“It was 2015 that I came in and did a dry blood test and that came back positive. When I got my test back it was a shock but I was relieved that we could do something about it, and when I started 2015 I was on the first tablet form. Well, positives came out of it and I was glad there was a cure for it.”
Immediate reach for communtiy pharmacies
For many community members that were successfully treated for hepatitis C at the Cairns Centre, it was their first positive experience with health care. This experience prompted Brian and the team to start engaging clients in broader aspects of their health. Today it is common for a nurse to provide a check-up that includes cardio tests, ECG and blood tests every six months to provide more holistic care for the ageing population.
The second central part of the hepatitis C elimination strategy was testing and treatment throughout the Tayside pharmacy network.
“Even a small pharmacy in Tayside would have a footfall of at least 1500 different people a week. The pharmacies reach well into the communities and we worked out 97% of our population would use a pharmacy at least once a year.”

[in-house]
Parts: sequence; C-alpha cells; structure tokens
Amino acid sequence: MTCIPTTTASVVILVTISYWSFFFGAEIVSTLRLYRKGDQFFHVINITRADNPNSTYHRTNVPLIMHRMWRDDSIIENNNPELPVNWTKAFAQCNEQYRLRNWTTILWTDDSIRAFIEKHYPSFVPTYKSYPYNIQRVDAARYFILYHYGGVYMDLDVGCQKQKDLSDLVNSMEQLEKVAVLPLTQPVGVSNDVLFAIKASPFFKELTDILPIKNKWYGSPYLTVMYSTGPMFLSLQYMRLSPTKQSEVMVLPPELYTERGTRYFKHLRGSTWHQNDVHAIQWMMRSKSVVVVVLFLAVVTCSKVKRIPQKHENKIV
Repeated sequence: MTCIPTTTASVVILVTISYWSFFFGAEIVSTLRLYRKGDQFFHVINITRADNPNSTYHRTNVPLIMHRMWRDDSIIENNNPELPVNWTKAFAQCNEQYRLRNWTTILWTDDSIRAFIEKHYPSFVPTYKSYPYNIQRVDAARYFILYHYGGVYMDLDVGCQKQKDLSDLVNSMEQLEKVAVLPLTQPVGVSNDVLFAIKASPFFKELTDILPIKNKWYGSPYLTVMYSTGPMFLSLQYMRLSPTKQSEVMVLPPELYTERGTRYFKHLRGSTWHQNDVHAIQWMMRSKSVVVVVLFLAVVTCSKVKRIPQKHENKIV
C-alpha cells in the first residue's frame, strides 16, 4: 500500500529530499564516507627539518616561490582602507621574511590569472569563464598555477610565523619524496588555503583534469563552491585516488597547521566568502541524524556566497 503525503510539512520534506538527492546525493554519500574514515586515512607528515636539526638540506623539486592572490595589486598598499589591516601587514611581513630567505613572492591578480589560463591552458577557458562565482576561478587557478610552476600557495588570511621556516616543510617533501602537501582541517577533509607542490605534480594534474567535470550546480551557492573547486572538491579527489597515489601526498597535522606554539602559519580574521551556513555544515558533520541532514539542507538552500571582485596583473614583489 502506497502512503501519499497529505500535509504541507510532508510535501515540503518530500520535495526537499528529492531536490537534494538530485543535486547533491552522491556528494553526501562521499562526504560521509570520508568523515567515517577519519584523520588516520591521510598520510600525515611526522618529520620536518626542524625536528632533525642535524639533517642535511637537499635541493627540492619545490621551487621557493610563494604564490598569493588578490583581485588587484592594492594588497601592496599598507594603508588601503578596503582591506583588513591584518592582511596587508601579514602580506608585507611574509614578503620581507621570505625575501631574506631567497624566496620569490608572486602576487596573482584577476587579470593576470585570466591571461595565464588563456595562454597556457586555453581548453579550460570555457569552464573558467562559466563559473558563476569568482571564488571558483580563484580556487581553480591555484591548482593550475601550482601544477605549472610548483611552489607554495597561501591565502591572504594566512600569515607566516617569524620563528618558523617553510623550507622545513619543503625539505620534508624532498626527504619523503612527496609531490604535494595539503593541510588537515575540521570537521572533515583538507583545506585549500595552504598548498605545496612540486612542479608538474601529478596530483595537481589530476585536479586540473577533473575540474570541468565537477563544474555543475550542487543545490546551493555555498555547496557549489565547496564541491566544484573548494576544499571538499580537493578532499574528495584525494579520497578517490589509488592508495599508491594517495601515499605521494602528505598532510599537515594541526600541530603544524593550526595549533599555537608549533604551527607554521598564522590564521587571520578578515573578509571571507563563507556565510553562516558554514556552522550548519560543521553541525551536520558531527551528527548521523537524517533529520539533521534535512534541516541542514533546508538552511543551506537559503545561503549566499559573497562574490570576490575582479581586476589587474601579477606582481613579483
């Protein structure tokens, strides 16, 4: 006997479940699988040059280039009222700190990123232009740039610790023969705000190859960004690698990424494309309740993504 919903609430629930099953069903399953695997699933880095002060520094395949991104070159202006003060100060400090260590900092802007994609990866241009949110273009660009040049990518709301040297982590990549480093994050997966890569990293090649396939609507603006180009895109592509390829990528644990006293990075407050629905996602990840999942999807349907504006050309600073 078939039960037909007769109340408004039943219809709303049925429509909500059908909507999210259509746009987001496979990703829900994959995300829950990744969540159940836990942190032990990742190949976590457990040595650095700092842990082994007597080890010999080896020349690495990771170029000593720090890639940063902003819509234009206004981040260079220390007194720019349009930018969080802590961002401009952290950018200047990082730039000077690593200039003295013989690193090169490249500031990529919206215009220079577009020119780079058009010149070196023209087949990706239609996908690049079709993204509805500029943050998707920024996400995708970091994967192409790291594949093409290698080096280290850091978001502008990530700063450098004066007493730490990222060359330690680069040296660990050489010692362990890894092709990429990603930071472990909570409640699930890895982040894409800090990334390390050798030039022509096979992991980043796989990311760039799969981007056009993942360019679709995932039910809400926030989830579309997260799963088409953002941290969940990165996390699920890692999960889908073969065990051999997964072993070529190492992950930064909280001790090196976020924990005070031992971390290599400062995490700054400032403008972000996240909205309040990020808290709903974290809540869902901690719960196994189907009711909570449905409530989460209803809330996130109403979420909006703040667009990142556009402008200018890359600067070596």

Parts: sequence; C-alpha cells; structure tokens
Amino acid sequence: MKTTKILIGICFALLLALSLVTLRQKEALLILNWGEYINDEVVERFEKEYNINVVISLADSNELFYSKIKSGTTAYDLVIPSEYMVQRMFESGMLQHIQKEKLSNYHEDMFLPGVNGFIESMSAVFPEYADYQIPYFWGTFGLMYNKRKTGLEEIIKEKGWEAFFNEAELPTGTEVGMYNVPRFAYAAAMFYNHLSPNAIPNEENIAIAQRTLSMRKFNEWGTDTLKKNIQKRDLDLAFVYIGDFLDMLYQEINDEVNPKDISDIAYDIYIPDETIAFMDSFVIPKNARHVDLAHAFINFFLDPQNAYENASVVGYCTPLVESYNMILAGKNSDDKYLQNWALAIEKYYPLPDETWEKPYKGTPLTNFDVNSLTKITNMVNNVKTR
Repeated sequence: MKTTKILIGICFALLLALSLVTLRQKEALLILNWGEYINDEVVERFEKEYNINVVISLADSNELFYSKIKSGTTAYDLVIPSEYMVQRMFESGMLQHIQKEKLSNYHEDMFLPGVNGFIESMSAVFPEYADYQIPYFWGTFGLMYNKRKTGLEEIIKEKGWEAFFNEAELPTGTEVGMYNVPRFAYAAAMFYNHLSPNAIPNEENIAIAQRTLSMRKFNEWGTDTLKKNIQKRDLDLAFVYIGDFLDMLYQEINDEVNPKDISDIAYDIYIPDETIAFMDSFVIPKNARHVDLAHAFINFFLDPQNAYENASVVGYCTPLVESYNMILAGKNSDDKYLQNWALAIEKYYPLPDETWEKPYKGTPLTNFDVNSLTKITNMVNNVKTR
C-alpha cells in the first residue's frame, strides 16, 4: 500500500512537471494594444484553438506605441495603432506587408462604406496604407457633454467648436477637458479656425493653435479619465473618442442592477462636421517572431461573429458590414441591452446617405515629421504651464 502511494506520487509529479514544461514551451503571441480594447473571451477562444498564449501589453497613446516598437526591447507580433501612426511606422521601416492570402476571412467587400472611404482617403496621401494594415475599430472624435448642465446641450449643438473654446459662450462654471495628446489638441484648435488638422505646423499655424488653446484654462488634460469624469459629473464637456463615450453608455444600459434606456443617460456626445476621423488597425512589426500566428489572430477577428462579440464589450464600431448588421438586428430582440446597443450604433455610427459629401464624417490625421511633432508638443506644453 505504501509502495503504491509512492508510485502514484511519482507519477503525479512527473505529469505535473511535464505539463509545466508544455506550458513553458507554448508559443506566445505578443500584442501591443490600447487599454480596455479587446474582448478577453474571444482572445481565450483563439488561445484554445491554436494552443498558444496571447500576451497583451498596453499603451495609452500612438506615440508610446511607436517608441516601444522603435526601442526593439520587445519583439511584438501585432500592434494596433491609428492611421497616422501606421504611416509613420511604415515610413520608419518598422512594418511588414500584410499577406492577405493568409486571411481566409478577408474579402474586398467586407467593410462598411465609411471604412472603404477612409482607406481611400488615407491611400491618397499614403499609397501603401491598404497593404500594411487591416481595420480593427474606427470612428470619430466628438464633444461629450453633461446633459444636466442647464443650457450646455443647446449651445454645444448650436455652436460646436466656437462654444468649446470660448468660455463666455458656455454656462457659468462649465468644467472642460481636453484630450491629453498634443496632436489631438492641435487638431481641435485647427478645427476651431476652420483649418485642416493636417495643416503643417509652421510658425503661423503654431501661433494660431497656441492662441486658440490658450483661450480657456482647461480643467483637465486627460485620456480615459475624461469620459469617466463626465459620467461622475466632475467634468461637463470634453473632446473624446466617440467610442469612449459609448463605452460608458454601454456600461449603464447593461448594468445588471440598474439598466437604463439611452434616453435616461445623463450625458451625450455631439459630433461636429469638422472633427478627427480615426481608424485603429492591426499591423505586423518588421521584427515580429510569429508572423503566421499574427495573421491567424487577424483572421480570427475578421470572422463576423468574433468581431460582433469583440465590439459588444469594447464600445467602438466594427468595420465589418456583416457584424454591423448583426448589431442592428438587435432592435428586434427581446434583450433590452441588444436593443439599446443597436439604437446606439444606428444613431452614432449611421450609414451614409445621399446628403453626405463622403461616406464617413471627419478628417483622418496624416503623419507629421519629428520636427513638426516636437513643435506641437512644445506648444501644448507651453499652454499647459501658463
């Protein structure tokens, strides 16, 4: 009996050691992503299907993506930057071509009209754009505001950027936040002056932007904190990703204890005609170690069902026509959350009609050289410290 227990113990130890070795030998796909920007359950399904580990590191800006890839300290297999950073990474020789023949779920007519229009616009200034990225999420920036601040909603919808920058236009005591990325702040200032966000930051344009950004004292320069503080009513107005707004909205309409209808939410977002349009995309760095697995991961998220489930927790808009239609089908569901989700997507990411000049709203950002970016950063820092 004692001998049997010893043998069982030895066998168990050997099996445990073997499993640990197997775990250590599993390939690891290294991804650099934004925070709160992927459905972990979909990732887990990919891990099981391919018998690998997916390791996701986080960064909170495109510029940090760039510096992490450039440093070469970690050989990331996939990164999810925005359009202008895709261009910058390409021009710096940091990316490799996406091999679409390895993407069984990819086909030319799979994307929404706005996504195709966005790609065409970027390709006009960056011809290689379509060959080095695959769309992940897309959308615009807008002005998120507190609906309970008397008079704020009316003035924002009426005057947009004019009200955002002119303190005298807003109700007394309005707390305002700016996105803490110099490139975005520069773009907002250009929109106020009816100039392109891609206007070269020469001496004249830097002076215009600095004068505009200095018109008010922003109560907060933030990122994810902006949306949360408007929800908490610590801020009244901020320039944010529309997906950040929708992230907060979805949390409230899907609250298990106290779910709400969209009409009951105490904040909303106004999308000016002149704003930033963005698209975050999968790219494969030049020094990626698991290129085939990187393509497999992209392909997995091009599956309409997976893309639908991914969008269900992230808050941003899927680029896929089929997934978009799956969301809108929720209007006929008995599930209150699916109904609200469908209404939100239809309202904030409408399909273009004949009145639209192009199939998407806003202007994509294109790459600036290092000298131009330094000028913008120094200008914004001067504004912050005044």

Andrew Radley and Professor John Dillon began a data linkage project connecting the prescription records of people prescribed OST with the lab records of people that had been tested for hepatitis C. This data linkage project provided a framework for pharmacies to join the elimination effort and took on the challenge of testing all OST (Opioid Substitution Treatment) clients with a DBS test for hepatitis C at least once a year. The pharmacy pathway was crucial in testing and treating a population who are not necessarily active drug users and may not have or engage with a primary health care practitioner regarding their opioid dependency.
DBS testing meant fast and easy linkage to care
In the small town of Forfar, the Davidsons pharmacy is a hive of activity. Pharmacist Lauren Clarke and her team are always on the move filling scripts and attending to their client’s many needs.